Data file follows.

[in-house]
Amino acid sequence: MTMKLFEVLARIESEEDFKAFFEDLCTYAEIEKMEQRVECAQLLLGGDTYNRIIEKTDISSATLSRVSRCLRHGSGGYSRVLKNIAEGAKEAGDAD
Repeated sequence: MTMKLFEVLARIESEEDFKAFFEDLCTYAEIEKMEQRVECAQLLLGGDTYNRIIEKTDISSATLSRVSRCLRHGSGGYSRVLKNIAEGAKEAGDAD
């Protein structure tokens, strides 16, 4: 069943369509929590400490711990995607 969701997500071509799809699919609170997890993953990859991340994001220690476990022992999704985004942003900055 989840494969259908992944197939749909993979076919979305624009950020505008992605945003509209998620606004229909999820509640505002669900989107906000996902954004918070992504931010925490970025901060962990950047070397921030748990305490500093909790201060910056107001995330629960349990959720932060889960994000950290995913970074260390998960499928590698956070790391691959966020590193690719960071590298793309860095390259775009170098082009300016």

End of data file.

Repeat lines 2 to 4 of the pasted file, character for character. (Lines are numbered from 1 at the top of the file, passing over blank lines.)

Amino acid sequence: MTMKLFEVLARIESEEDFKAFFEDLCTYAEIEKMEQRVECAQLLLGGDTYNRIIEKTDISSATLSRVSRCLRHGSGGYSRVLKNIAEGAKEAGDAD
Repeated sequence: MTMKLFEVLARIESEEDFKAFFEDLCTYAEIEKMEQRVECAQLLLGGDTYNRIIEKTDISSATLSRVSRCLRHGSGGYSRVLKNIAEGAKEAGDAD
């Protein structure tokens, strides 16, 4: 069943369509929590400490711990995607 969701997500071509799809699919609170997890993953990859991340994001220690476990022992999704985004942003900055 989840494969259908992944197939749909993979076919979305624009950020505008992605945003509209998620606004229909999820509640505002669900989107906000996902954004918070992504931010925490970025901060962990950047070397921030748990305490500093909790201060910056107001995330629960349990959720932060889960994000950290995913970074260390998960499928590698956070790391691959966020590193690719960071590298793309860095390259775009170098082009300016």